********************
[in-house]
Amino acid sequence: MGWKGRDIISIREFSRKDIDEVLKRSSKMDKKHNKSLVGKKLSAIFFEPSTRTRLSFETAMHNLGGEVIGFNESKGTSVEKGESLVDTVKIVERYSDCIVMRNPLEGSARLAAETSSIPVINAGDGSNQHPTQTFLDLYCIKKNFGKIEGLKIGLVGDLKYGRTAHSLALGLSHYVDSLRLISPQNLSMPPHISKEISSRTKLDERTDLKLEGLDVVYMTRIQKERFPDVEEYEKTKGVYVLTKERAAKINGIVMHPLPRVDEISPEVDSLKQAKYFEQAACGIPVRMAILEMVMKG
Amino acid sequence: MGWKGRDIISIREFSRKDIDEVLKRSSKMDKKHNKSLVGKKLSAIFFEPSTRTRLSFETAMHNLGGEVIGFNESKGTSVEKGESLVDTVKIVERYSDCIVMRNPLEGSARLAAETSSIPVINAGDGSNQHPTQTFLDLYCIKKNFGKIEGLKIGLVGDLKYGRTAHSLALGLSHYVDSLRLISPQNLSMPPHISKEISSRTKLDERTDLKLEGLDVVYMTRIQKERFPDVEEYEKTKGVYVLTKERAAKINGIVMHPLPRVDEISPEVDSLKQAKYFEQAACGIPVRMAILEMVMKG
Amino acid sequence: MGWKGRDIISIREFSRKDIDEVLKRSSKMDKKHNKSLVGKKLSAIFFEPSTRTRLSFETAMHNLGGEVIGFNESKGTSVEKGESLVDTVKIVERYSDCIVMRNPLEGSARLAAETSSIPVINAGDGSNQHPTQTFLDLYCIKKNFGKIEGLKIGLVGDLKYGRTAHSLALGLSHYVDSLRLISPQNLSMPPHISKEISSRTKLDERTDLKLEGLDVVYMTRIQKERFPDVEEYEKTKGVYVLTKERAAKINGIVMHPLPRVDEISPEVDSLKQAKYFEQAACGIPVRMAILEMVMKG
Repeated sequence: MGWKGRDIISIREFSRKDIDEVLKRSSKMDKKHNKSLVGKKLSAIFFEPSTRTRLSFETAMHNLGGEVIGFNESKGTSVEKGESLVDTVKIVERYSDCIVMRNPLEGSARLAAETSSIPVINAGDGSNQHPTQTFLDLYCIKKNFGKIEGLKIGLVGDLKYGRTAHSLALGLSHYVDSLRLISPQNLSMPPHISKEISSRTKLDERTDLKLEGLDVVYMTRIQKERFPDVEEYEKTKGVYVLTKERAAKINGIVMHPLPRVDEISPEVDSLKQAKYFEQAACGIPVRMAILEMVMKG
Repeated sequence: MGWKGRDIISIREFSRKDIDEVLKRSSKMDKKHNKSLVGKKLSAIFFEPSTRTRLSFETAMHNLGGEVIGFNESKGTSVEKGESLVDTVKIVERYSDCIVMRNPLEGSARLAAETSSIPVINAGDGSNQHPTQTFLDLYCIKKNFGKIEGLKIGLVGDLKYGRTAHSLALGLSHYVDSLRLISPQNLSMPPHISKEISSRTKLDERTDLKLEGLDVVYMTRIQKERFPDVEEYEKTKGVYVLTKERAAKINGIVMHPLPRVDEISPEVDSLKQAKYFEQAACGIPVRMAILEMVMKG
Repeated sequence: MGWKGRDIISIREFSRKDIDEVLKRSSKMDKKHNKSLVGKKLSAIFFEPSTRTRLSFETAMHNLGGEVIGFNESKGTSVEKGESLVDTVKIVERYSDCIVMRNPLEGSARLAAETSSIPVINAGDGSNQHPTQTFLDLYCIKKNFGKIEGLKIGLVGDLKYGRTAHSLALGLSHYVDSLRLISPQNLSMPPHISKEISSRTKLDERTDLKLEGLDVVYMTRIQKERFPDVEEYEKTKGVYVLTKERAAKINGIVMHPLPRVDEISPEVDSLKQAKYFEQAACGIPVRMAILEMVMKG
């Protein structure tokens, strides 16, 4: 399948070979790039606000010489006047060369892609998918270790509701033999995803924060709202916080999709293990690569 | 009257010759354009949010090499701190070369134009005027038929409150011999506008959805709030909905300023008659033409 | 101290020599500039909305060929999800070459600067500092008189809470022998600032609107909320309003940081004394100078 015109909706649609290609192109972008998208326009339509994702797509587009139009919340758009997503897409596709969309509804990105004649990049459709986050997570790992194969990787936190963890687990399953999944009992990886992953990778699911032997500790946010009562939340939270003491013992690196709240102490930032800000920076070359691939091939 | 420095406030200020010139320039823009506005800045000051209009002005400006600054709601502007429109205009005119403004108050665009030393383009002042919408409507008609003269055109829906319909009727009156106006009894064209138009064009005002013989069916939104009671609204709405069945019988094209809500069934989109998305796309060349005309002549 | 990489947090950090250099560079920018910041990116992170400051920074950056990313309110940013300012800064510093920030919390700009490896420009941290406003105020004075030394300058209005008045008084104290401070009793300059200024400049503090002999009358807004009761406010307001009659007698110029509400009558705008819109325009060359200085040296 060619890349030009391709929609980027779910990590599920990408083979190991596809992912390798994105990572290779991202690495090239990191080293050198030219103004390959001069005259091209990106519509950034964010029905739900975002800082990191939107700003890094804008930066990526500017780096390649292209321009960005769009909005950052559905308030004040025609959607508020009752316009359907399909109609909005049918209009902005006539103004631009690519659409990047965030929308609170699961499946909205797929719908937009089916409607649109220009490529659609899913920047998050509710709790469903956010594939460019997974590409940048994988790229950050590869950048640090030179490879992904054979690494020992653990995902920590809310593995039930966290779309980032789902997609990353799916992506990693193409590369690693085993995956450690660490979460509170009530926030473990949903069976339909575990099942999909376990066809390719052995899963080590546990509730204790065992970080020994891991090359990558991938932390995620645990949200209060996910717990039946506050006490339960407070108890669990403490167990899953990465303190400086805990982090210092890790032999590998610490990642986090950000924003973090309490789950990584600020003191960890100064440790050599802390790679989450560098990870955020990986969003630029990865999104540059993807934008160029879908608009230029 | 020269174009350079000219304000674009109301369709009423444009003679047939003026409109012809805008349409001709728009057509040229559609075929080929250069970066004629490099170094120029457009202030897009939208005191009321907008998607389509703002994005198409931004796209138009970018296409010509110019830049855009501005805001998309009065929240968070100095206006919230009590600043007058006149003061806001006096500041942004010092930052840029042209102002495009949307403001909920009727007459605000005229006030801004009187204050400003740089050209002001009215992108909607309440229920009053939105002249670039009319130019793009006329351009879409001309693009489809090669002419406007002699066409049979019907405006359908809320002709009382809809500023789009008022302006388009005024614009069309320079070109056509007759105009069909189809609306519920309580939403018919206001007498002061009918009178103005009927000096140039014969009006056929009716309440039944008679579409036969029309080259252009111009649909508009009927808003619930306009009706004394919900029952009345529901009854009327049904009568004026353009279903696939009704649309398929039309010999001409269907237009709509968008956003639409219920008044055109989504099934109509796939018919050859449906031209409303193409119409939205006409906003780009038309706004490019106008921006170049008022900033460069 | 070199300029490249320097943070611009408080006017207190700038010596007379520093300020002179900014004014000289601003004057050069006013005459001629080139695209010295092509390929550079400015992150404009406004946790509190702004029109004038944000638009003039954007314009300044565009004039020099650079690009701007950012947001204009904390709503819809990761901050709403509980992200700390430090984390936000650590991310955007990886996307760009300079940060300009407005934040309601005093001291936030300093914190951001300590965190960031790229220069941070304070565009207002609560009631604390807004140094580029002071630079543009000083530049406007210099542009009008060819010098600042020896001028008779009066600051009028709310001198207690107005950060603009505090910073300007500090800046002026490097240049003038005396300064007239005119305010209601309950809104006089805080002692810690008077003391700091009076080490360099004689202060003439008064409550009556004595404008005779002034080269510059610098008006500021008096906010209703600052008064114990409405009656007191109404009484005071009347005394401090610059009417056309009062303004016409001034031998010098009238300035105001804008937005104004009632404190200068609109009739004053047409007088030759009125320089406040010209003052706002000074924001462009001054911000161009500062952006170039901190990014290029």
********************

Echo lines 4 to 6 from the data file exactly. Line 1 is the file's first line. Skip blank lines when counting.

Amino acid sequence: MGWKGRDIISIREFSRKDIDEVLKRSSKMDKKHNKSLVGKKLSAIFFEPSTRTRLSFETAMHNLGGEVIGFNESKGTSVEKGESLVDTVKIVERYSDCIVMRNPLEGSARLAAETSSIPVINAGDGSNQHPTQTFLDLYCIKKNFGKIEGLKIGLVGDLKYGRTAHSLALGLSHYVDSLRLISPQNLSMPPHISKEISSRTKLDERTDLKLEGLDVVYMTRIQKERFPDVEEYEKTKGVYVLTKERAAKINGIVMHPLPRVDEISPEVDSLKQAKYFEQAACGIPVRMAILEMVMKG
Repeated sequence: MGWKGRDIISIREFSRKDIDEVLKRSSKMDKKHNKSLVGKKLSAIFFEPSTRTRLSFETAMHNLGGEVIGFNESKGTSVEKGESLVDTVKIVERYSDCIVMRNPLEGSARLAAETSSIPVINAGDGSNQHPTQTFLDLYCIKKNFGKIEGLKIGLVGDLKYGRTAHSLALGLSHYVDSLRLISPQNLSMPPHISKEISSRTKLDERTDLKLEGLDVVYMTRIQKERFPDVEEYEKTKGVYVLTKERAAKINGIVMHPLPRVDEISPEVDSLKQAKYFEQAACGIPVRMAILEMVMKG
Repeated sequence: MGWKGRDIISIREFSRKDIDEVLKRSSKMDKKHNKSLVGKKLSAIFFEPSTRTRLSFETAMHNLGGEVIGFNESKGTSVEKGESLVDTVKIVERYSDCIVMRNPLEGSARLAAETSSIPVINAGDGSNQHPTQTFLDLYCIKKNFGKIEGLKIGLVGDLKYGRTAHSLALGLSHYVDSLRLISPQNLSMPPHISKEISSRTKLDERTDLKLEGLDVVYMTRIQKERFPDVEEYEKTKGVYVLTKERAAKINGIVMHPLPRVDEISPEVDSLKQAKYFEQAACGIPVRMAILEMVMKG